When I was checking out JD Doyle's May issue of OutRadio, I came across a couple of talented LGBT performers, and one was Ian Wilson. I was drawn to the interesting tone of his voice, and the intricate sound of his music. Today, Ian releases This Is Water, a full album filled to the brim with great music. Ian calls his music Folktronica, a catchy description, to be sure. That left me filled with intrigue, and ready to be very attentive when I hit play on the advanced copy I received from the artist.
The album begins with the awesome "Indentured Servant." Right away, I am grabbed by his voice, a beautiful baritone. In fact, it reminds me a little bit of the sound of Brad Roberts, the vocalist for Crash Test Dummies. This perfectly complements the piano-driven music, which combines Folk, Rock, and Electronica in a melodic way. The music is layered and energetic, matching the intensity of the vocals in this highly personal and volatile journey. The next track, "Crate & Barrel," changes it up, offering a bluesy arrangement, boldly making a song about a breakup use the tempo to show the frenetic energy relationships can bring about.
"Resurrection Ship" pulls the energy back inward, confessional. The song soars with its simplicity, keeping with a strong melody, allowing the lyrics to bloom. Harkening back to moody Folk, "Old Soul" is a dark tale, told with a light hand. There is the feel of Folk, but the piano brings it to a greater urgency, a bright spark. "Bad Ideas Work Best" starts off with ethereal vocals, adding an R&B feel to this lovely ballad. While it retains the soulful gooey center, the instrumentation give it more crunch, a perfect response to emotional vocals. The electronic percussion track brings "Nitrogen" to a elemental pace, one that organically builds, with Ian's vocals playing with the tempo, bringing up with him at the pace he wants to travel. The haunting imagery cuts through it all, leaving me touched. "Bad Wolf Bay" has a hectic beginning, with layers seemingly competing with one another, but at times also feeling in total harmony, much like the relationship the song describes. Complete with bomb blasts. There is a loveliness to the opening of "Se Dice No," and it feels almost classical in structure. But that eases into more of a Pop flow, celebrating chance, the roll of the dice. Then a cool piano riff pops up, and it is time to hear "Made."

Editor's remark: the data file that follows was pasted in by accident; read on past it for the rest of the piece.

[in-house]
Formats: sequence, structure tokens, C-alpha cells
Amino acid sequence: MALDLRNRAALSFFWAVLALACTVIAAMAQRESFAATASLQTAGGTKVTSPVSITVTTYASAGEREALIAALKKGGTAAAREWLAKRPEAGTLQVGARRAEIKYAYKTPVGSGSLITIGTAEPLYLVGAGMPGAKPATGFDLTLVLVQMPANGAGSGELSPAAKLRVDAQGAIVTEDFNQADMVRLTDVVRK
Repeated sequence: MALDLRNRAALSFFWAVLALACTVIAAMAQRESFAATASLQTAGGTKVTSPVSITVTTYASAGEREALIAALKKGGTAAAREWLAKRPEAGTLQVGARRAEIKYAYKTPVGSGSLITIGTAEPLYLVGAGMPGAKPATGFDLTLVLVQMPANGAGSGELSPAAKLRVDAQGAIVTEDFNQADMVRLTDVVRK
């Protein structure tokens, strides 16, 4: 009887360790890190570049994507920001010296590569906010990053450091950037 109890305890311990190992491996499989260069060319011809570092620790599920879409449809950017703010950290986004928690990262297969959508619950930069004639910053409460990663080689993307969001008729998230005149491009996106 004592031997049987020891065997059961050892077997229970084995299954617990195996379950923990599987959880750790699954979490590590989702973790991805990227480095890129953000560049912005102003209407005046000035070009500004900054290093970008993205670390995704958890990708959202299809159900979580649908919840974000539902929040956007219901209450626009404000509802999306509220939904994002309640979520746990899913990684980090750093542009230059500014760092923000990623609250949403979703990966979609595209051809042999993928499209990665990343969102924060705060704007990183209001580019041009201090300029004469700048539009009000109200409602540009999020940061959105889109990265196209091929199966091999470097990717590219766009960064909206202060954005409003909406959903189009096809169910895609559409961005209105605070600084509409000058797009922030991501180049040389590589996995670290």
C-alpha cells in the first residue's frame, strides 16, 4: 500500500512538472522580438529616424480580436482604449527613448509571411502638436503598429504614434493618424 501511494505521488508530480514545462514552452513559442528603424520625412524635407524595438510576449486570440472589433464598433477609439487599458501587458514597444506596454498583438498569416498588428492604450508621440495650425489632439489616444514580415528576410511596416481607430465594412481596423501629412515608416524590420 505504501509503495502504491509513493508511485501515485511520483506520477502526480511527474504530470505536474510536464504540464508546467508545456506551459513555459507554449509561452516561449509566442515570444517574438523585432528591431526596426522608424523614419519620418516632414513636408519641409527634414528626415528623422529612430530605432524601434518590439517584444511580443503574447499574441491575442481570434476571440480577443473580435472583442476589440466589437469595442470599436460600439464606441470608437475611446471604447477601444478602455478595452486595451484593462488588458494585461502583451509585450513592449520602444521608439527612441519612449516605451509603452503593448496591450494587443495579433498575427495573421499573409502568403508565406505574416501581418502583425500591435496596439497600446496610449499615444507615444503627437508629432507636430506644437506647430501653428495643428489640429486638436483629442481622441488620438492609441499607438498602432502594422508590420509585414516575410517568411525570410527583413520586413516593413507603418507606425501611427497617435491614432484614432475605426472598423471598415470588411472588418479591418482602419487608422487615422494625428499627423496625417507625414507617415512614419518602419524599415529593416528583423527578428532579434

From the brightness of the beginning, the song builds in strength and texture as it moves along, taking my emotions with it. That leaves the final track off the album, "Balancing Act." I love this on so many levels. There is the beauty of the song, but also how that applies to the whole album, and what a great job Ian did on the balancing act when he put this album together. One of the truly impressive accomplishments of this album is the way it remains cohesive, a full album, while taking some twists and turns on a fascinating journey. There are moments I thought I was listening to music written by Bob Dylan, and others felt it was inspired by the early music from Genesis, the Peter Gabriel years. Then I hear a bit of Memphis Blues, followed by a bit of self-aware Folk. This is a very special collection of music, at times light and breezy, and at times dense and sculpted. I am so happy to make this a part of my collection, and you should do the same.
You can find This Is Water on iTunes, Amazon. and should soon be on CD Baby. For more about Ian Wilson, visit his official website. You can also find him on Facebook.